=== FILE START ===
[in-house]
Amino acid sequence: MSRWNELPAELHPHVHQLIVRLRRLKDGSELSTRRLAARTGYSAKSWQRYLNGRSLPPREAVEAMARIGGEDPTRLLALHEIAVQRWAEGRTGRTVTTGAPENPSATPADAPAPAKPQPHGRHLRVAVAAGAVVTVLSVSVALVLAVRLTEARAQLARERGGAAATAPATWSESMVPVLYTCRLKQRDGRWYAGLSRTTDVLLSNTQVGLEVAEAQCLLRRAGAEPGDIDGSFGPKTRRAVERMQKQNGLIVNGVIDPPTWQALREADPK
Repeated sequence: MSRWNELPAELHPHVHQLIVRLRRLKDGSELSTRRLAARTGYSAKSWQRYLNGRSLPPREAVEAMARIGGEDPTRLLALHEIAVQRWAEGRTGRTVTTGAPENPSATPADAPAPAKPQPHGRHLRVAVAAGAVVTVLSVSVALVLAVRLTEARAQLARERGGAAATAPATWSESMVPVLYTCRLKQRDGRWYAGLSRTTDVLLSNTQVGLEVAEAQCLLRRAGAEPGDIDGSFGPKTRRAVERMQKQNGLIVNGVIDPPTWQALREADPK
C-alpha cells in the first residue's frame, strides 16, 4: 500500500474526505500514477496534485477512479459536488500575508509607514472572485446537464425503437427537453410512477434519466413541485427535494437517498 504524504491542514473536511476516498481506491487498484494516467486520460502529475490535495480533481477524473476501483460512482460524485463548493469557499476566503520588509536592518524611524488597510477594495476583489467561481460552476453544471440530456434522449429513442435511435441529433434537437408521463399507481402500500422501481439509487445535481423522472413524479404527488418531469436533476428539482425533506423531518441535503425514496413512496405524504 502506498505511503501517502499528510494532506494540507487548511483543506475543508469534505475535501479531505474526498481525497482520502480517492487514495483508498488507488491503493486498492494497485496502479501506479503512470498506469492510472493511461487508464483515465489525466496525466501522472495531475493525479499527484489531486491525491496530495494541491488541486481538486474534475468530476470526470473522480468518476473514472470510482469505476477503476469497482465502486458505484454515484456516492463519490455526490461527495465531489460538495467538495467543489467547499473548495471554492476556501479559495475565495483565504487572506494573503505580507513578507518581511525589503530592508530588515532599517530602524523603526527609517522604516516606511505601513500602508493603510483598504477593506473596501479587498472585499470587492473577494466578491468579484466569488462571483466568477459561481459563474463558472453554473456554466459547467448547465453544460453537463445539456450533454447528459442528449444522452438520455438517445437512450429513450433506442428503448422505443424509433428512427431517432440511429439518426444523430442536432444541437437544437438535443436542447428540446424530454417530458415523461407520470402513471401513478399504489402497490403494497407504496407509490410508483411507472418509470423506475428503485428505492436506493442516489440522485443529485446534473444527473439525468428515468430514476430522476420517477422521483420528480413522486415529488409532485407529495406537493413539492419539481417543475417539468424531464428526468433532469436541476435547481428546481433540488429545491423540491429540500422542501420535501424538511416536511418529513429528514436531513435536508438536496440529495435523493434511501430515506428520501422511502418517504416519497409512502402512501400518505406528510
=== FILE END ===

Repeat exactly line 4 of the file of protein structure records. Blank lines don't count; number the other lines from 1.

C-alpha cells in the first residue's frame, strides 16, 4: 500500500474526505500514477496534485477512479459536488500575508509607514472572485446537464425503437427537453410512477434519466413541485427535494437517498 504524504491542514473536511476516498481506491487498484494516467486520460502529475490535495480533481477524473476501483460512482460524485463548493469557499476566503520588509536592518524611524488597510477594495476583489467561481460552476453544471440530456434522449429513442435511435441529433434537437408521463399507481402500500422501481439509487445535481423522472413524479404527488418531469436533476428539482425533506423531518441535503425514496413512496405524504 502506498505511503501517502499528510494532506494540507487548511483543506475543508469534505475535501479531505474526498481525497482520502480517492487514495483508498488507488491503493486498492494497485496502479501506479503512470498506469492510472493511461487508464483515465489525466496525466501522472495531475493525479499527484489531486491525491496530495494541491488541486481538486474534475468530476470526470473522480468518476473514472470510482469505476477503476469497482465502486458505484454515484456516492463519490455526490461527495465531489460538495467538495467543489467547499473548495471554492476556501479559495475565495483565504487572506494573503505580507513578507518581511525589503530592508530588515532599517530602524523603526527609517522604516516606511505601513500602508493603510483598504477593506473596501479587498472585499470587492473577494466578491468579484466569488462571483466568477459561481459563474463558472453554473456554466459547467448547465453544460453537463445539456450533454447528459442528449444522452438520455438517445437512450429513450433506442428503448422505443424509433428512427431517432440511429439518426444523430442536432444541437437544437438535443436542447428540446424530454417530458415523461407520470402513471401513478399504489402497490403494497407504496407509490410508483411507472418509470423506475428503485428505492436506493442516489440522485443529485446534473444527473439525468428515468430514476430522476420517477422521483420528480413522486415529488409532485407529495406537493413539492419539481417543475417539468424531464428526468433532469436541476435547481428546481433540488429545491423540491429540500422542501420535501424538511416536511418529513429528514436531513435536508438536496440529495435523493434511501430515506428520501422511502418517504416519497409512502402512501400518505406528510